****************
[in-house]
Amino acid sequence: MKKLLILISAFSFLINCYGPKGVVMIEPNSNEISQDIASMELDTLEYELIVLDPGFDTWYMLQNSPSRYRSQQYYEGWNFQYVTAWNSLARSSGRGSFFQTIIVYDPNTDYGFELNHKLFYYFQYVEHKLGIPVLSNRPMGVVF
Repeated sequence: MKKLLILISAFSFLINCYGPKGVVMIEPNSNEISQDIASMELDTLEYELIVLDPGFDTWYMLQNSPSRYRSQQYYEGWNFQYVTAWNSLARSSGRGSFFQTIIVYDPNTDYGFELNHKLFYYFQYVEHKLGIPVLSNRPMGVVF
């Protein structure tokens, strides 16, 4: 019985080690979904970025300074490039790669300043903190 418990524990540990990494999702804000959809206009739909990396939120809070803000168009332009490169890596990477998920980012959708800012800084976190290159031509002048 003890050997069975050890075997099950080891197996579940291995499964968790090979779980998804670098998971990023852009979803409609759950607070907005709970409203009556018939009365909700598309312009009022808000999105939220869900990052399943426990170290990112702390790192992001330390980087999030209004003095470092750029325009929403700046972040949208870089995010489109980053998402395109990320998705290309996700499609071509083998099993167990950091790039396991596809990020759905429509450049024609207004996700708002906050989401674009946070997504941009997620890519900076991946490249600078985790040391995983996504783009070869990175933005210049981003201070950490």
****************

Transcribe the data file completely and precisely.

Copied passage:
[in-house]
Amino acid sequence: MKKLLILISAFSFLINCYGPKGVVMIEPNSNEISQDIASMELDTLEYELIVLDPGFDTWYMLQNSPSRYRSQQYYEGWNFQYVTAWNSLARSSGRGSFFQTIIVYDPNTDYGFELNHKLFYYFQYVEHKLGIPVLSNRPMGVVF
Repeated sequence: MKKLLILISAFSFLINCYGPKGVVMIEPNSNEISQDIASMELDTLEYELIVLDPGFDTWYMLQNSPSRYRSQQYYEGWNFQYVTAWNSLARSSGRGSFFQTIIVYDPNTDYGFELNHKLFYYFQYVEHKLGIPVLSNRPMGVVF
């Protein structure tokens, strides 16, 4: 019985080690979904970025300074490039790669300043903190 418990524990540990990494999702804000959809206009739909990396939120809070803000168009332009490169890596990477998920980012959708800012800084976190290159031509002048 003890050997069975050890075997099950080891197996579940291995499964968790090979779980998804670098998971990023852009979803409609759950607070907005709970409203009556018939009365909700598309312009009022808000999105939220869900990052399943426990170290990112702390790192992001330390980087999030209004003095470092750029325009929403700046972040949208870089995010489109980053998402395109990320998705290309996700499609071509083998099993167990950091790039396991596809990020759905429509450049024609207004996700708002906050989401674009946070997504941009997620890519900076991946490249600078985790040391995983996504783009070869990175933005210049981003201070950490």